When I was named Chief Financial Officer with an “Interim” tag in front of the title, it was both a great challenge and a great opportunity. I had prepared for years with the goal of becoming a CFO, but when I looked at the criteria in the written description for the CFO position, I understood why our CEO and chairman, Mark Rohr, chose to make me interim rather than full CFO. I came to Celanese with a broad variety of experiences and skill sets in finance and, since 2010, I had had direct ownership of most of the finance and shared services functions at Celanese. But while I had accumulated a great deal of finance experience—and that is what put me in the running for the job—it was clear that I was missing other types of experience. The external search criteria called for candidates who had deep engagement with the business and experience leading cross-company initiatives. My experience in these areas was limited because I’d spent my career playing mostly in the finance sandbox.
Blog Archives: Employee Growth
Recently I joined a yoga studio for more exercise and a peaceful place to settle my busy brain. For anyone considering yoga, I highly recommend it. Not only is it a challenging whole-body workout – it encourages focus and presence in the moment. Something I’m striving for.
What I didn’t expect from yoga was getting jazzed about giving and receiving feedback.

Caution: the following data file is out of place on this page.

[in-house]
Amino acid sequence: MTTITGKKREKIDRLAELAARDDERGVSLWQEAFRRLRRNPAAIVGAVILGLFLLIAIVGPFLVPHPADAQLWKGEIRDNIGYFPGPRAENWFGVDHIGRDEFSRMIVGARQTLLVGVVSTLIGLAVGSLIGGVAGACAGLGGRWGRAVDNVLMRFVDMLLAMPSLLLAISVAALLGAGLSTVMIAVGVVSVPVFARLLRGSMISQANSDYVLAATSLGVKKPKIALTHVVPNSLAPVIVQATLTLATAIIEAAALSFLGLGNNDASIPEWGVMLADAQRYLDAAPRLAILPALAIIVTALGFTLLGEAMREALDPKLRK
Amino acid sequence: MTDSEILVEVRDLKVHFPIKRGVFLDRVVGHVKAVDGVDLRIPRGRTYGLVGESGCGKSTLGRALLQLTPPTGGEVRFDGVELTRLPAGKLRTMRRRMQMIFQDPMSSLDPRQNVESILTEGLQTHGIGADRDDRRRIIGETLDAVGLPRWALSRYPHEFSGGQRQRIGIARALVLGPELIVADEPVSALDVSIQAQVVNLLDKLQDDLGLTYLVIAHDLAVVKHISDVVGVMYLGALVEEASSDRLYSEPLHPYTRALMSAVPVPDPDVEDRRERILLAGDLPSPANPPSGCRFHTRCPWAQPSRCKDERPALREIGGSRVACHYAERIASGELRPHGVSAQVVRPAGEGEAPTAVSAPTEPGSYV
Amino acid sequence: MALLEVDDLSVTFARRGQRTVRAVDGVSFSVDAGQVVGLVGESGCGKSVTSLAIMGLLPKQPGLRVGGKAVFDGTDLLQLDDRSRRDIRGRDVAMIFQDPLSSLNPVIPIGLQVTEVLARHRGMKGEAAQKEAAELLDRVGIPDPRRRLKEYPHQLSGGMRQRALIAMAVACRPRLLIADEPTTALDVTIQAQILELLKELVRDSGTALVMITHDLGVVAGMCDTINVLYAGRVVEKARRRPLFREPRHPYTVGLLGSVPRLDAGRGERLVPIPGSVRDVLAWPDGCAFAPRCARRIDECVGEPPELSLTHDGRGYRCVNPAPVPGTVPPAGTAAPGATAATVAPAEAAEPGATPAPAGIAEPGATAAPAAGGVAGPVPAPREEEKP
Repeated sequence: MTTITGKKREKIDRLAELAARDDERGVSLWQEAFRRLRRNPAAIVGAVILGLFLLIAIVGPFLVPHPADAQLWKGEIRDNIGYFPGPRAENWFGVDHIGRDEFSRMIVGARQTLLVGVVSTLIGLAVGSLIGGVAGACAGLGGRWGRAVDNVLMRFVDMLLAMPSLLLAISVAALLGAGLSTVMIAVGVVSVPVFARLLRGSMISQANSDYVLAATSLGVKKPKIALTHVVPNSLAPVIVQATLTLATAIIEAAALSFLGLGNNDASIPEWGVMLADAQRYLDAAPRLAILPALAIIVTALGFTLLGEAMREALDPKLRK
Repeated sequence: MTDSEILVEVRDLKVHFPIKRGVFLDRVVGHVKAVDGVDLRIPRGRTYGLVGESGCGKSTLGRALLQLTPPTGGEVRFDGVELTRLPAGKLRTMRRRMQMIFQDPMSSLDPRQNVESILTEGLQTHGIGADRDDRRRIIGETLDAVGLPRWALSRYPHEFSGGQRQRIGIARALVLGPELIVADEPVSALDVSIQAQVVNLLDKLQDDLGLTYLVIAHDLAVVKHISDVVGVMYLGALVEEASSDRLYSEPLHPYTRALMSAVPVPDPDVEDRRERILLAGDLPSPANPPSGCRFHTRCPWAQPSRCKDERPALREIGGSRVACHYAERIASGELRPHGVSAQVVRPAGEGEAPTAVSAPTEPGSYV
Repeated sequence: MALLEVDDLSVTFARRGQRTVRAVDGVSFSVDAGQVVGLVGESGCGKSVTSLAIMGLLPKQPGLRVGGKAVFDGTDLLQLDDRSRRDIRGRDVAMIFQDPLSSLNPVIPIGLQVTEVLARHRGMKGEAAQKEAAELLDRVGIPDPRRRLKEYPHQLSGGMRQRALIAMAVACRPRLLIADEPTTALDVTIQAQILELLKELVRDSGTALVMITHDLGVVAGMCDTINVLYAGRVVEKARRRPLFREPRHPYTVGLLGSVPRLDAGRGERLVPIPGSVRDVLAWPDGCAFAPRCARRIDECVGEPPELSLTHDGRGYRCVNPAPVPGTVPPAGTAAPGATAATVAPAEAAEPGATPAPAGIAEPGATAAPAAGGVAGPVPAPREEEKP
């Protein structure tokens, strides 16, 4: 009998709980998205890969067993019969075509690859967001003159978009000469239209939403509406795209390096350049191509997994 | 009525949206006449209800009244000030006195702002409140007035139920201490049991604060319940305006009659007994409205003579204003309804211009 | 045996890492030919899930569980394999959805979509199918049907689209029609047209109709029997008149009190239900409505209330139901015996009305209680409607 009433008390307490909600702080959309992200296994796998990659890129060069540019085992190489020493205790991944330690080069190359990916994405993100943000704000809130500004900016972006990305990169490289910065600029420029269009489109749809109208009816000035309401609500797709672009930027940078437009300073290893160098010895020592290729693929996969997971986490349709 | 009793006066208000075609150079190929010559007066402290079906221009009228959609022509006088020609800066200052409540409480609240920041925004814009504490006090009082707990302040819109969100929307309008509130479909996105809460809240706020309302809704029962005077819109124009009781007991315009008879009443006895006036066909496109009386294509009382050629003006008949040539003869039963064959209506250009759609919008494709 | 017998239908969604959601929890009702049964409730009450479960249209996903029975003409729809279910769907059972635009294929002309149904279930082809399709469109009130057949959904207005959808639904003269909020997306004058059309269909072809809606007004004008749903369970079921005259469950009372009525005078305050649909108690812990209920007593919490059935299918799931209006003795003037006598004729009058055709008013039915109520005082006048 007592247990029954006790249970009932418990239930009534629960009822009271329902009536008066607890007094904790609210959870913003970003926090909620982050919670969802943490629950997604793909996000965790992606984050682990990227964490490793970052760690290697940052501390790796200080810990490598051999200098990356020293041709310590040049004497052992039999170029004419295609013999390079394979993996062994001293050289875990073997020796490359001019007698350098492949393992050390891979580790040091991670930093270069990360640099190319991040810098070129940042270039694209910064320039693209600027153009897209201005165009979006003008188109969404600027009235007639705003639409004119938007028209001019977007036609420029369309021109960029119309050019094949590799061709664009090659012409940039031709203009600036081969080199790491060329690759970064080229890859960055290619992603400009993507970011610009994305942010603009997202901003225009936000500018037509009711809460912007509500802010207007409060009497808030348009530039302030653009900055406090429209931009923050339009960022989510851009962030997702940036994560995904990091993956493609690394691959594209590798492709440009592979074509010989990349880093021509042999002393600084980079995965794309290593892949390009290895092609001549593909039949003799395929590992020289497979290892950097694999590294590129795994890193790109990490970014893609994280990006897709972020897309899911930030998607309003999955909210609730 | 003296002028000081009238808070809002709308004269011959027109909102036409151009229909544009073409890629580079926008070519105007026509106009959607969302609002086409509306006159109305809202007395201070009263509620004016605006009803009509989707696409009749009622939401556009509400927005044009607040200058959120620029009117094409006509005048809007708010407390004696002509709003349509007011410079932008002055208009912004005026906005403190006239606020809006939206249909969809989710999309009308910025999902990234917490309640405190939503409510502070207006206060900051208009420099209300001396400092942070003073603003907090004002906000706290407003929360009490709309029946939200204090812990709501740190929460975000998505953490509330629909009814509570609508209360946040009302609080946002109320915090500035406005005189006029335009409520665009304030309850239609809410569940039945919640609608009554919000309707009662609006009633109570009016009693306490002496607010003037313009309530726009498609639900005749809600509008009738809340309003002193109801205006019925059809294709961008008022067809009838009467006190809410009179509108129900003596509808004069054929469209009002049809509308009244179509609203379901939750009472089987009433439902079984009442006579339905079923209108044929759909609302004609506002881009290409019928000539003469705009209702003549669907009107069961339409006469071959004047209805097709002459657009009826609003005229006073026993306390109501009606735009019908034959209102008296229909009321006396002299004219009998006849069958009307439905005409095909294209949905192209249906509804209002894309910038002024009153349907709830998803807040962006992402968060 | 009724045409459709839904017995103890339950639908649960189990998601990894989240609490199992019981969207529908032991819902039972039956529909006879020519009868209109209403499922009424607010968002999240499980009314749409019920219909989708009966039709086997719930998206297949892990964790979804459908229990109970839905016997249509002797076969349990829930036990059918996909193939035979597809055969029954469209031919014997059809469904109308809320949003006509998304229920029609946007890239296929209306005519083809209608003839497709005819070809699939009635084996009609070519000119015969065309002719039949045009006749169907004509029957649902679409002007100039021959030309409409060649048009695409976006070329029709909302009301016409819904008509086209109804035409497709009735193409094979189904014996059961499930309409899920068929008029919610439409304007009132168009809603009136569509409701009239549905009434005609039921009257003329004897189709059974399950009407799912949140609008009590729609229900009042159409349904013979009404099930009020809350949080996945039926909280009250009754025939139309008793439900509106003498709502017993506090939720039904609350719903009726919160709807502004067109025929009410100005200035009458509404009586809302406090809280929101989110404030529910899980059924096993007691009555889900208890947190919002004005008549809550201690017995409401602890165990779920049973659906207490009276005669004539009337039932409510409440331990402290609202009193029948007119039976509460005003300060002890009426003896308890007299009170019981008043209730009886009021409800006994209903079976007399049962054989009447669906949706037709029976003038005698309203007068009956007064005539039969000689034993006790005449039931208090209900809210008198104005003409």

If you’ve never tried yoga, here are the basics. Each class begins in a quiet room – generally the lights are off and everyone lies down on a mat or sits still – there is no talking. In this calm atmosphere minds are cleared of the events of the day and “intentions” are set for the class. This means simply deciding what to achieve in this hour.
In order to grow we must commit to owning our career development. To be authentic, we encourage a diverse and inclusive environment. At Celanese, we have found inspiration in our company value, Employee Growth, and seen how it can move us forward…
Curiosity is a good thing, especially when it comes to personal growth and your career! Last year I asked colleagues and customers to consider providing me feedback for my year-end review. It was a bold move, but I was interested in what they would say and how I could improve. You see, my role is unique on the global communications team. I am responsible for the Celanese intranet and manage the editorial calendar. On a daily basis, I work together with team members in Budapest, Frankfurt and Shanghai to share company news. Based on their feedback, I was challenged to consider working on some non-Dallas projects and learn from my colleagues in other regions. So, I prepared a summary to share with my boss.
I have always had a healthy fear of performance reviews, but with our new approach to employee performance, I was optimistic that this year’s discussion would ease my discomfort. During my review…
Shortly after Mark Rohr joined Celanese we began to discuss our culture. We did surveys, sensing groups and had several global teams work on our vision, mission and values. Ultimately we had consensus and established an “enhanced” set of organizational values. As you walk through the offices and plant sites, you can see these colorful posters hanging on the walls. Our “Employee Growth” is defined as “Make Celanese a rewarding place to work with growth opportunities that allow employees to reach their fullest potential.” But what does that really mean anyway?
From my experience (as an employee and supervisor), here are the fundamental elements that lead to highly-effective employee growth…